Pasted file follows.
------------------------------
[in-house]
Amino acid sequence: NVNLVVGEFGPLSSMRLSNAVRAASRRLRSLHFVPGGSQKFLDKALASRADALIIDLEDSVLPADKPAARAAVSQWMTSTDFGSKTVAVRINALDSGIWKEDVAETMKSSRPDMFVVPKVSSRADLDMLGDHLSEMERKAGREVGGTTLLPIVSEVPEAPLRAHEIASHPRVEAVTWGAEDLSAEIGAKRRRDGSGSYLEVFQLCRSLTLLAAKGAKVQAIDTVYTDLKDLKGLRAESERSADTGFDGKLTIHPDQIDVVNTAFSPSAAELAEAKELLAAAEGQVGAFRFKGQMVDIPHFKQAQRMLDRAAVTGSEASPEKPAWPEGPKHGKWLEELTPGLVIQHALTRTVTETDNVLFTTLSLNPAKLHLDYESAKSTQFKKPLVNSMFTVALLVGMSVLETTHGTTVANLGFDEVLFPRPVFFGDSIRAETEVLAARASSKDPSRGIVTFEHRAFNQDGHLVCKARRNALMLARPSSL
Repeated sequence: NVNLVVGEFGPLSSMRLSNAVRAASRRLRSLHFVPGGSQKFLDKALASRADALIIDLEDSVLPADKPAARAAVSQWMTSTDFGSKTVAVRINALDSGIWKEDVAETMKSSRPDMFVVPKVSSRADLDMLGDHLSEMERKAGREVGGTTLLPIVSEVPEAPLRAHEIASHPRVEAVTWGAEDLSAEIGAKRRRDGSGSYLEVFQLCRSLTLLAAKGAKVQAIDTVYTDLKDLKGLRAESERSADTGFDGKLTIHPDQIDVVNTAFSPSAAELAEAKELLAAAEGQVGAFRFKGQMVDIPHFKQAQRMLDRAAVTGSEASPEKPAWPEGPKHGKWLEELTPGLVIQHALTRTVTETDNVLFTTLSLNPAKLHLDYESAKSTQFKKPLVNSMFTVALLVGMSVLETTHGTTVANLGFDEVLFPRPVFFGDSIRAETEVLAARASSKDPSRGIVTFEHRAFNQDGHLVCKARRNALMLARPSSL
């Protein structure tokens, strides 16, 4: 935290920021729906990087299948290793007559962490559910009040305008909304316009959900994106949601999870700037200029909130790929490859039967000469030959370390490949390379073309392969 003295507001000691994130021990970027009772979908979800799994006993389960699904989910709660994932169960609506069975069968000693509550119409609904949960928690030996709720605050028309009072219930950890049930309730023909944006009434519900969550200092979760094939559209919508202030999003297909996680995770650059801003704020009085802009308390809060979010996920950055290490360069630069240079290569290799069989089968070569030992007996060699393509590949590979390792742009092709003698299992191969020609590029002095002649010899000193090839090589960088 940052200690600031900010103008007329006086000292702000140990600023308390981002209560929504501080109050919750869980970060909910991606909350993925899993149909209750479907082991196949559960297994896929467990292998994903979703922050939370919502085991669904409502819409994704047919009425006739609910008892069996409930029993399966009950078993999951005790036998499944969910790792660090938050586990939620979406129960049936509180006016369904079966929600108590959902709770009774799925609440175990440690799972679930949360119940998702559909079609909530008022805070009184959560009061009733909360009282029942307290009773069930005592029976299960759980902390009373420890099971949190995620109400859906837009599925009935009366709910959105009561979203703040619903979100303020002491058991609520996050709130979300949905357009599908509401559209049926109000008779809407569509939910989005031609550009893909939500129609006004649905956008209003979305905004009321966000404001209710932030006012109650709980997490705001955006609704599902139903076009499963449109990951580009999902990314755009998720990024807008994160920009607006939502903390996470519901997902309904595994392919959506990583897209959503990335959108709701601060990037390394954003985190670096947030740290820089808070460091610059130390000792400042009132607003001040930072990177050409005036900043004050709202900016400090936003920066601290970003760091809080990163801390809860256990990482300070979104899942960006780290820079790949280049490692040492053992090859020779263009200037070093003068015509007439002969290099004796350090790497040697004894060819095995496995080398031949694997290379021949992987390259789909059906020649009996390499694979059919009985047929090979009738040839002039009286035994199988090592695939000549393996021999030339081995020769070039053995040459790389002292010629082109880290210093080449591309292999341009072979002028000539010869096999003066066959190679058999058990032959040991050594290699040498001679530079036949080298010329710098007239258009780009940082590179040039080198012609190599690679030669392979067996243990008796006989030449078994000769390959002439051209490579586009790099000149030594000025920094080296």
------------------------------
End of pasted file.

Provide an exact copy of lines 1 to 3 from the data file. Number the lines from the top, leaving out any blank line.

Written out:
[in-house]
Amino acid sequence: NVNLVVGEFGPLSSMRLSNAVRAASRRLRSLHFVPGGSQKFLDKALASRADALIIDLEDSVLPADKPAARAAVSQWMTSTDFGSKTVAVRINALDSGIWKEDVAETMKSSRPDMFVVPKVSSRADLDMLGDHLSEMERKAGREVGGTTLLPIVSEVPEAPLRAHEIASHPRVEAVTWGAEDLSAEIGAKRRRDGSGSYLEVFQLCRSLTLLAAKGAKVQAIDTVYTDLKDLKGLRAESERSADTGFDGKLTIHPDQIDVVNTAFSPSAAELAEAKELLAAAEGQVGAFRFKGQMVDIPHFKQAQRMLDRAAVTGSEASPEKPAWPEGPKHGKWLEELTPGLVIQHALTRTVTETDNVLFTTLSLNPAKLHLDYESAKSTQFKKPLVNSMFTVALLVGMSVLETTHGTTVANLGFDEVLFPRPVFFGDSIRAETEVLAARASSKDPSRGIVTFEHRAFNQDGHLVCKARRNALMLARPSSL
Repeated sequence: NVNLVVGEFGPLSSMRLSNAVRAASRRLRSLHFVPGGSQKFLDKALASRADALIIDLEDSVLPADKPAARAAVSQWMTSTDFGSKTVAVRINALDSGIWKEDVAETMKSSRPDMFVVPKVSSRADLDMLGDHLSEMERKAGREVGGTTLLPIVSEVPEAPLRAHEIASHPRVEAVTWGAEDLSAEIGAKRRRDGSGSYLEVFQLCRSLTLLAAKGAKVQAIDTVYTDLKDLKGLRAESERSADTGFDGKLTIHPDQIDVVNTAFSPSAAELAEAKELLAAAEGQVGAFRFKGQMVDIPHFKQAQRMLDRAAVTGSEASPEKPAWPEGPKHGKWLEELTPGLVIQHALTRTVTETDNVLFTTLSLNPAKLHLDYESAKSTQFKKPLVNSMFTVALLVGMSVLETTHGTTVANLGFDEVLFPRPVFFGDSIRAETEVLAARASSKDPSRGIVTFEHRAFNQDGHLVCKARRNALMLARPSSL